Labourers from SC, ST and OBC communities are the worst affected by lockdown: DICCI chairman Milind Kamble
The Dalit Indian Chamber of Commerce and Industry (DICCI) estimates that it will take at least 6-8 months for the industries to come back to shape after the lockdown is lifted.
India is currently under, what experts are suggesting, one of the biggest and strictest lockdown measures in the world. According to analysts and experts, just the initial 21 days of lockdown brought as much as 70 per cent of economic activity to a grinding halt and may have cost the Indian economy Rs 7-8 lakh crore. In such a situation, the worst-hit are most definitely small and medium businesses whose survival has become uncertain following the imposition of the lockdown to prevent further spread of COVID-19 in India.
“Of course lockdown has meant a 100% stop to the activities for most of the small and medium businesses, but even before that, since the coronavirus problem began in China, the supply chain of the entire world started fumbling. In effect it got shut down. So for the many MSMEs (micro, small and medium enterprises) who deal with garments, leather work or electronics, the orders they had placed way earlier, never came. So many such small industries have been suffering since at least two months before the lockdown was imposed,” says Milind Kamble, the founder chairman of Dalit Indian Chamber of Commerce and Industry (DICCI).
The worst affected are the daily wage workers and labourers who have completely lost their livelihoods all of a sudden due to the lockdown, says Mr Kamble. “The ground reality is that there many thousands of labourers and daily wage workers who don’t know how to feed themselves and their families. So we have to feed them and thus that’s the first thing we should do. The supply chain of food processing and FMCG (fast-moving consumer goods) markets are crucial in that. So the government must focus on that,” he adds.
“The other big problem is in the agricultural sector. We are getting a lot of reports that (for example) eggplants or tomatoes have ripened, but the farmers are being forced to feed it to their cows because there is no one to buy the produce,” points out Kamble.
“But the worst among the worst-affected,” he says “are the labourers from the SC, ST and OBC communities as they form a huge part of the labour force in the country.”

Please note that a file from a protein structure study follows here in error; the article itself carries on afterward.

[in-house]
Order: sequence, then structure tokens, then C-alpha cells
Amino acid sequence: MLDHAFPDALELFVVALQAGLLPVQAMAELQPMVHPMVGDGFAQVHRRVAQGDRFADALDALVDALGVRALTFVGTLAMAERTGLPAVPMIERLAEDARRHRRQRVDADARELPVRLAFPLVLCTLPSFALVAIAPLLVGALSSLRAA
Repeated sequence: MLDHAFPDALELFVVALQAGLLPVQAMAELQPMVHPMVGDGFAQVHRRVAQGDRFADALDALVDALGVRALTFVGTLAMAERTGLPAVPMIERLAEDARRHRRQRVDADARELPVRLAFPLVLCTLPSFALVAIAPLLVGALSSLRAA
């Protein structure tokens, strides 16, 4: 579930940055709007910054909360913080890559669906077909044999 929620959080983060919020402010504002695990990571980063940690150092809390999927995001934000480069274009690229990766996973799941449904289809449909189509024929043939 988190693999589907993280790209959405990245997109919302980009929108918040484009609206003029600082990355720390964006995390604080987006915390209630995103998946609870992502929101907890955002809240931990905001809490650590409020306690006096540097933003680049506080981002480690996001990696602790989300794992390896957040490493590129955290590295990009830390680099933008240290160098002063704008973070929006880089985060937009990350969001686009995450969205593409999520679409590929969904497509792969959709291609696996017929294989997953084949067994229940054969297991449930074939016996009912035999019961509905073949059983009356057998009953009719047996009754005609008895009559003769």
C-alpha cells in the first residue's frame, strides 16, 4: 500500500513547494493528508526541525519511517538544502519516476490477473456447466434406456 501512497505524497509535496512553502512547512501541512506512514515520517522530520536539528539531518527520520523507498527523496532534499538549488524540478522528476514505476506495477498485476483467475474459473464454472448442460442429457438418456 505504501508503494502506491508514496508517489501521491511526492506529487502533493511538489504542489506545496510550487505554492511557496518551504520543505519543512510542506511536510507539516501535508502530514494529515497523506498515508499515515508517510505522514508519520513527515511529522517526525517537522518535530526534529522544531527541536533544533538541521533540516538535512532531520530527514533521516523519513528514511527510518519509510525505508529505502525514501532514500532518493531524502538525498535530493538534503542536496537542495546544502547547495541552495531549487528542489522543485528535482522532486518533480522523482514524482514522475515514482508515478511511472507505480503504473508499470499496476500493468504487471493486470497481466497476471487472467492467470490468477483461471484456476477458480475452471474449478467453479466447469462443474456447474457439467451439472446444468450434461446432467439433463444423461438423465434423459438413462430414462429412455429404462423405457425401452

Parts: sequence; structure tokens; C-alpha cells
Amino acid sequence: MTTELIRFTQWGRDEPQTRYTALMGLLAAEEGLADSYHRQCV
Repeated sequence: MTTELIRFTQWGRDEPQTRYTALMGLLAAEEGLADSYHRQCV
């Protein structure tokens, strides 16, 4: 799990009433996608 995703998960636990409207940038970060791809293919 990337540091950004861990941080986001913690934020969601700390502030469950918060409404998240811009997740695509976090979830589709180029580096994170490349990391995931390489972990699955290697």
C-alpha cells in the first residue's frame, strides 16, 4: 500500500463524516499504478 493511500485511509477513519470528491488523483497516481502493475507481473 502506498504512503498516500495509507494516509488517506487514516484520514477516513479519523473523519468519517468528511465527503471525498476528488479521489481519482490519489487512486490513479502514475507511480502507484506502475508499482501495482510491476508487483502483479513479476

Estimating that it will take at least six to eight months for the industries to come back to life, the DICCI chairman said that demand will the first and primary impetus to kickstart the business activities post lockdown.
“Even of there is a demand, there are two problems that need to be addressed in the interest of the small businesses: the government is repeatedly asking companies to not lay off their employees now and to pay them salaries, but where will the money come from if there is no business happening? So the working capital or the credit a business owner gets from the banks should be increased from 20% of total turnover to 40% of total turnover. It’s the need of the hour. I have asked the finance ministry, the PMO and even RBI to bring a change in the rules and allow banks to lend more. This will also solve the problem of liquidity crunch. As of now RBI has left it to the banks, so the banks should come together allow this to happen. The second thing should be to clear of any dues to the small businesses. The SMEs should get their receivable amounts immediately,” Kamble asserts.
Earlier, experts had suggested that more than one fourth of India's 69 million MSMEs may shut shop if the lockdown extends beyond four to eight weeks, as a majority of them will have a cash crunch.
Despite the doom and gloom in the industries the country, he does see a silver lining in this massive global crisis. “India has one hope stemming from this crisis. China happens to be the manufacturing hub of the world and the entire world has invested in China. Now that this crisis stemmed from China and disrupted the global supply chain, so definitely the world will move from depending on manufacturing in a single country. The alternative to that could be India. I am not saying this out of thin air. Several of the SMEs that I know, have started getting enquiries from multinational companies like Samsonite for example. So granted that today seems bleak, but tomorrow it will be bright,” says Kamble with hope in his voice.
Listen to the full conversation here: